In T&T: Crime keeps T&T in slump Labour unrest also hurting growth, says Central Bank

24 May 2012

CBTT Governor indicates slow-going for T&T as global economy, crime, and collective bargaining all take their toll.

After three years of slump, Trinidad and Tobago’s economy is not recovering, and crime and labour unrest are making matters worse.

The Central Bank sounded such warnings yesterday, as it revised its economic growth forecast for 2012 down from 1.5 per cent to just one per cent.

The bank also expects headline inflation, now at 9.2 per cent, to be seven to eight per cent this year.

It expressed concern that lack of adequate data may be masking the country’s real unemployment rate which, based on 2011 data, stands at 5.2 per cent.

The economic growth revision, says Central Bank Governor Ewart Williams, comes with three main downside risks: contagion from the Eurozone through trade and remittances; prolonged and antagonistic industrial relations; and crime.

Combined, all three factors could worsen the downward growth projection.

“Trinidad and Tobago’s economy has not done well in the past three years,” Williams said, “and we are waiting patiently for a recovery.”

This was after delivering the biannual Monetary Policy Report at the Central Bank, Port of Spain, yesterday.

Williams’s downward revision comes on the heels on the International Monetary Fund’s (IMF) projection that the economy is expected to grow some 1.7 per cent for 2012.

“Data for the first quarter of 2012 do not yet validate this optimism, as a further, albeit small, decline in real GDP may have occurred,” he said.

The economy, Williams said, is not growing as envisaged, noting contraction by 2.6 per cent in the third and fourth quarters of 2011.

Williams had earlier noted that the United Kingdom is in technical recession because of two quarters of economic decline.

Is T&T also in recession, he was asked.

Williams refused to use the “R” word.

“I am not sure you can translate these concepts mechanically from developed to developing countries. Our situation is more serious. We’ve had negative growth for three years. That’s the issue. It’s not so much the quarterly variation. We’ve had negative growth for three years. That’s our challenge: how do we get out of that slump,” he explained.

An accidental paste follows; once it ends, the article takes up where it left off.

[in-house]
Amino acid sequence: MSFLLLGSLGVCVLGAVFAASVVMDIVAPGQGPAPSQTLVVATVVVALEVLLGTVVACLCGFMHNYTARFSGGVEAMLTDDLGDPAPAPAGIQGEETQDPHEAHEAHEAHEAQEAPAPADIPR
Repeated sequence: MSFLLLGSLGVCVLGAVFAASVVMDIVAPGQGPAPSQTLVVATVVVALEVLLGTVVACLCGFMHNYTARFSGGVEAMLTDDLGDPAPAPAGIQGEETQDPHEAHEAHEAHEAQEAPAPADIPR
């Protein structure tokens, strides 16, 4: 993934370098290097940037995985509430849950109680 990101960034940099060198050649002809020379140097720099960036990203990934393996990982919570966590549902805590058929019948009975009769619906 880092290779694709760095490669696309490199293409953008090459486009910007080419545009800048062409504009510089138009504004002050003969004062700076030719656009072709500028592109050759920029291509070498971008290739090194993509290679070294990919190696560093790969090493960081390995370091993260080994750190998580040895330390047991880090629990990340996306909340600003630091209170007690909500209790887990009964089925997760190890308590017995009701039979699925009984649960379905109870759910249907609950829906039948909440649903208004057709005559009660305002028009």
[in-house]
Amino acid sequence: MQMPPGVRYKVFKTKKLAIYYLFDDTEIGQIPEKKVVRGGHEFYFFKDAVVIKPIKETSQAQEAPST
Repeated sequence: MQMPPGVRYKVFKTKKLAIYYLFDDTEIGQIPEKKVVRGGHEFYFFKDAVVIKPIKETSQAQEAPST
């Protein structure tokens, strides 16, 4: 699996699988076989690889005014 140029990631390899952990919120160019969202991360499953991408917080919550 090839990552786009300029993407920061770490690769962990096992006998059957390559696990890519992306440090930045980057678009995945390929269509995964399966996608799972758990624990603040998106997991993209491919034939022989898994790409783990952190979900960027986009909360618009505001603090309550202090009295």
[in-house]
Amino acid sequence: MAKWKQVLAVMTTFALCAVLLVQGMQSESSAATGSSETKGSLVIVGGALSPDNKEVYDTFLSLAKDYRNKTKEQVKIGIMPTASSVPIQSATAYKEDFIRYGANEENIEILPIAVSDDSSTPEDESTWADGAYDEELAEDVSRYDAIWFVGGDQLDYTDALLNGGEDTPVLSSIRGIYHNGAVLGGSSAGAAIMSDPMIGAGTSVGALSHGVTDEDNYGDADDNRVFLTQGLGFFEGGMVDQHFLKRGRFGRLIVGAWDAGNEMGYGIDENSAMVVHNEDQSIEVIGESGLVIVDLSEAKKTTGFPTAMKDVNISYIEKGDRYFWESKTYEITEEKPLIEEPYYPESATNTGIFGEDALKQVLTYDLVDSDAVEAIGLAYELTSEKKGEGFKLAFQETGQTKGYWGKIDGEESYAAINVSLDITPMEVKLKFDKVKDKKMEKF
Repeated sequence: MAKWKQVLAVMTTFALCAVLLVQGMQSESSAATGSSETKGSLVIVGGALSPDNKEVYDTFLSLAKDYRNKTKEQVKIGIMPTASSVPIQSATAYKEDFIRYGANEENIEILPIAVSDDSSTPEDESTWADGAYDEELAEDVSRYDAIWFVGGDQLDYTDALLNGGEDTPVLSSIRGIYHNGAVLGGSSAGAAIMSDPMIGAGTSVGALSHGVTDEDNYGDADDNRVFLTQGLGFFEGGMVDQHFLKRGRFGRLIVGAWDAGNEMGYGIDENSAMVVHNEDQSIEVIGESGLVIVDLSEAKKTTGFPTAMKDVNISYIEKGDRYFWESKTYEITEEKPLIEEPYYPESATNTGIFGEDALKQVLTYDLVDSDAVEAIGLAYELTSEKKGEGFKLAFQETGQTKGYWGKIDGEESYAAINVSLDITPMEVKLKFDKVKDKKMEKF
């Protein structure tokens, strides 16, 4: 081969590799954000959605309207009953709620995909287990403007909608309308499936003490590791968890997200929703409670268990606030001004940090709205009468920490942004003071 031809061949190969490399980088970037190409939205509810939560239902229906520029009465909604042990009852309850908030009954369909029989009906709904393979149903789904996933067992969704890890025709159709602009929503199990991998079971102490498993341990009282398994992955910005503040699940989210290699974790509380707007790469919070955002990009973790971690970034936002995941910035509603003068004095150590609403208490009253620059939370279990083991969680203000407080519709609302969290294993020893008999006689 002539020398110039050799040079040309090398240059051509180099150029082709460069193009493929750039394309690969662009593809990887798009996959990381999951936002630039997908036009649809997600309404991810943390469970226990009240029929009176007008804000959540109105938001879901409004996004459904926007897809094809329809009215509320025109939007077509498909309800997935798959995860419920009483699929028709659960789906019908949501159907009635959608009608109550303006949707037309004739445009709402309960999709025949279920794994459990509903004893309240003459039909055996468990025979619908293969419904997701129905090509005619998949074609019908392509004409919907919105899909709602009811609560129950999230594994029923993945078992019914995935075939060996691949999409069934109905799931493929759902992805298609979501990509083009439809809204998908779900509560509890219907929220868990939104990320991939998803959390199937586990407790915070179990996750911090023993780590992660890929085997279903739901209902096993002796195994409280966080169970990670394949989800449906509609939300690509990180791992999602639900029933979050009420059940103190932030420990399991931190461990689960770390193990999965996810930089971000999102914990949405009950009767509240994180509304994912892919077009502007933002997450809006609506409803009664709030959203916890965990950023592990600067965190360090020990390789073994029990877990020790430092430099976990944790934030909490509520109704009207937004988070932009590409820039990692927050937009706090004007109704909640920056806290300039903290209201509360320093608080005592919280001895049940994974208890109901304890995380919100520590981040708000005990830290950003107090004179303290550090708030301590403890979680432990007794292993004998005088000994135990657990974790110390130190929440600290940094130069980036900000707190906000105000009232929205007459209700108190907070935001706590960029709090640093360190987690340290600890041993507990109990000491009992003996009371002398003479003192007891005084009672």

Is “slump” the same as recession, the Governor was asked. Once again, he refused to make a definitive statement.

“You want me to say the ‘R’ word? The economy has been in a slump. We are waiting on the recovery and the recovery is a bit delayed. Let’s put it like that,” he said.

The “steeper” than anticipated drop in the energy sector, he said, had a lot to do with bank’s revision.

For instance:

• Oil Production: now 80,673 barrels a day; an 18 per cent decline from 2010;

• LNG output down 16.5 per cent; natural gas liquids declined by 16.1 per cent;

In the non-energy sector, Williams noted that output of the construction and manufacturing sectors was negatively impacted by industrial action at Trinidad Cement Ltd (TCL), which significantly reduced output and sale of cement in the quarter.

While the onus has remained on the Government to stimulate the flagging economy, Williams noted that its fiscal plans, through its Public Sector Investment Programme (PSIP), have not provided the stimulus to economic activity.

Fiscal operations, to date, have produced a surplus of $2.8 billion compared with a deficit of $207 million for the corresponding period last year.

Despite the PSIP stimulus, what’s exacerbated the growth is the lack of response by the private sector to heed the Government’s call to invest.

“Private sector representatives acknowledge that there are several government initiatives geared to promoting new business investment. They concede, however, that the turnaround in business is taking longer than expected because many businesses are still taking a wait-and-see attitude, given weak export demand from the region and concerns about the security and industrial relations environment,” he said.

Questioned on what he thought was a reasonable ceiling for wage settlements, Williams responded: “I believe in the collective bargaining process but we have not been able to find a way to link wage settlements to productivity. I don’t know whether five is the right number, six, seven, eight, nine, ten,11 or 12 per cent.

“What I know is that the indicators that I see are suggesting that productivity levels are coming down. If productivity levels continue to come down, we need to be careful about the level of our wage settlement.”

Planning Minister Dr Bhoendradatt Tewarie acknowledged yesterday that there were some issues with the PSIP.

He said that the Government is reviewing the second-quarter implementation to make recommendations for re-allocation of funds away from non-yielding projects to projects which can be implemented.

This matter, he said, was still before the Cabinet.


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